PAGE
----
Child Support in Illinois

By Jordan Levey

How is child support calculated in Illinois?
The relevant statute in Illinois that governs child support is Section 505 of the Illinois Marriage and Dissolution of Marriage Act (“IMDMA”). Pursuant to Section 505, the Court uses the following formula to determine the amount of child support:

Number of Children Percentage of Supporting
Party’s Net Income
1 20%
2 28%
3 32%
4 40%
5 45%
6 or more 50%

How long does child support last?
A supporting parent’s child support obligation will usually last until the child turns 18. However, if the child is still in high school then the child support obligation can remain in place until the child turns 19. In certain circumstances, a parent may be ordered to pay child support indefinitely (e.g., in the case of severe mental or physical disabilities). Other events may terminate a child support obligation early, like if the child dies, gets married, enters the U.S. Armed Forces, or obtains permanent employment.

How is income determined for the purposes of calculating child support?
Child Support is calculated based on the payor’s net income, which is defined as income from all sources, minus the following deductions:

  • Federal income tax
  • State income tax
  • Social Security (FICA payments)
  • Mandatory retirement contributions required by law or as a condition of employment
  • Union dues
  • Health Insurance premiums and life insurance premiums ordered by the court to reasonably secure payment of a court-ordered child support obligation
  • Prior obligations of support or maintenance actually paid pursuant to a court order
  • Obligations pursuant to a court order for maintenance (spousal support) in the pending proceeding actually paid or payable to the same party seeking child support
  • Expenditures for repayment of debts that represent reasonable and necessary expenditures for the production of income (e.g., student loans)
  • Foster care payments paid by the Department of Children and Family Services for providing licensed foster care to a foster child

What if the supporting parent doesn’t work?
If a supporting parent is unemployed or voluntarily underemployed, then the Court can order that parent to seek employment and maintain a diary of his/her job search efforts. The Court may also order that parent to report to the Department of Employment Security for job search services to assist with finding new employment. Occasionally, a parent may quit a job or voluntarily decrease his/her income in an effort to lower his/her child support obligation. However, the Court may impute income to that parent equal to the amount of money he/she earned previously or is capable of earning, and calculate child support based on the imputed income.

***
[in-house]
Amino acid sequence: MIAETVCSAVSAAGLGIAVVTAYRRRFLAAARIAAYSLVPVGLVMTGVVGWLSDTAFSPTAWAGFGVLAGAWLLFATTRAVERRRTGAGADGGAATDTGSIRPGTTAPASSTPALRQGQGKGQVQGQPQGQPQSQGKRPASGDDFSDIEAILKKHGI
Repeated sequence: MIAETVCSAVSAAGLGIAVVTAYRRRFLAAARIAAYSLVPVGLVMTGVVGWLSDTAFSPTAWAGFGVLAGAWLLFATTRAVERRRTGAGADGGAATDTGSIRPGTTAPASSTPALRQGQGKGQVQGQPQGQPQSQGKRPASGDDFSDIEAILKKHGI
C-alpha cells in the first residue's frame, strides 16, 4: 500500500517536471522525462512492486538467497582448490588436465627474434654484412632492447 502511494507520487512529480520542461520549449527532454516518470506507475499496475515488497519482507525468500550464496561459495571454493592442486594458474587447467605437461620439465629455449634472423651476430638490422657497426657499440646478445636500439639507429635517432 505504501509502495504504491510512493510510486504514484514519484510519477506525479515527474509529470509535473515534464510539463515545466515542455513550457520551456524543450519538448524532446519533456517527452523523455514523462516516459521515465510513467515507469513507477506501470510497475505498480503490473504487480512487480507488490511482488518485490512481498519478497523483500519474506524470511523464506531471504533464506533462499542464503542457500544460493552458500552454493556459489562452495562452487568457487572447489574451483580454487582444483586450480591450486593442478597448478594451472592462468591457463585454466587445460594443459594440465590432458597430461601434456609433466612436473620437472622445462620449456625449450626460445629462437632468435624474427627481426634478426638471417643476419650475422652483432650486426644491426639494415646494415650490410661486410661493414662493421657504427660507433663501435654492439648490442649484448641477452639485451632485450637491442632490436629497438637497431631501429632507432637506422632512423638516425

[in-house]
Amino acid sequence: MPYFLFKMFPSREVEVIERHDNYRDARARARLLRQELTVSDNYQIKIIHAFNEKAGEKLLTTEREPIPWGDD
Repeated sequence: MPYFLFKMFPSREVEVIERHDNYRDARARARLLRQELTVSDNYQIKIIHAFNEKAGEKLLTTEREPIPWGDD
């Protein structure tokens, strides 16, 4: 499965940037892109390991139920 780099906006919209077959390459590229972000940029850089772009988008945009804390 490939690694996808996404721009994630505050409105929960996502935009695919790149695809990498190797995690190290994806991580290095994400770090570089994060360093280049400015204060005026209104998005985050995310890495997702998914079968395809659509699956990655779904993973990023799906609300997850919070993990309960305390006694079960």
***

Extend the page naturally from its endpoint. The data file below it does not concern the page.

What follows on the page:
How is child support paid?
Child support can be paid directly to the other parent or through the State Disbursement Unit (“SDU”). The benefit of having child support payments processed through the SDU is that they keep an accounting of all child support paid/owed. Child support payments may also be withheld from the supporting parent’s wages by sending a copy of the child support order and a notice of withholding to his/her employer. Child support payments will be withheld from the supporting parents’ wages and processed through the SDU.

What if the supporting parent doesn’t pay?
The unpaid portion of child support will accrue interest each month and the supporting parent will have to pay the interest in addition to the balance owed. If a parent fails to pay child support pursuant to a court order then the other parent may file a Petition for Rule to Show Cause, asking that the supporting parent be found in contempt of court for failing to comply with the support order. In addition to finding a delinquent party in contempt, the court can impose various sanctions to compel compliance with a court-ordered child support obligation, including driver’s license suspension and criminal prosecution.

Does child support cover all child-related expenses?
Child support is meant to provide for the basic needs of the child (food, shelter, etc.). However, in addition to child support a parent may be ordered to pay for other child-related expenses like uncovered medical expenses, extracurricular activities, and daycare. Additionally, Illinois is one of the few states that allows the Court to order parents to contribute towards a child’s college expenses.

What are the tax implications of child support?
Child support is not taxable. This means that child support is not included as taxable income to the party receiving support, and it is not deductible to the party paying support.

Categories: Child Custody and Child Support.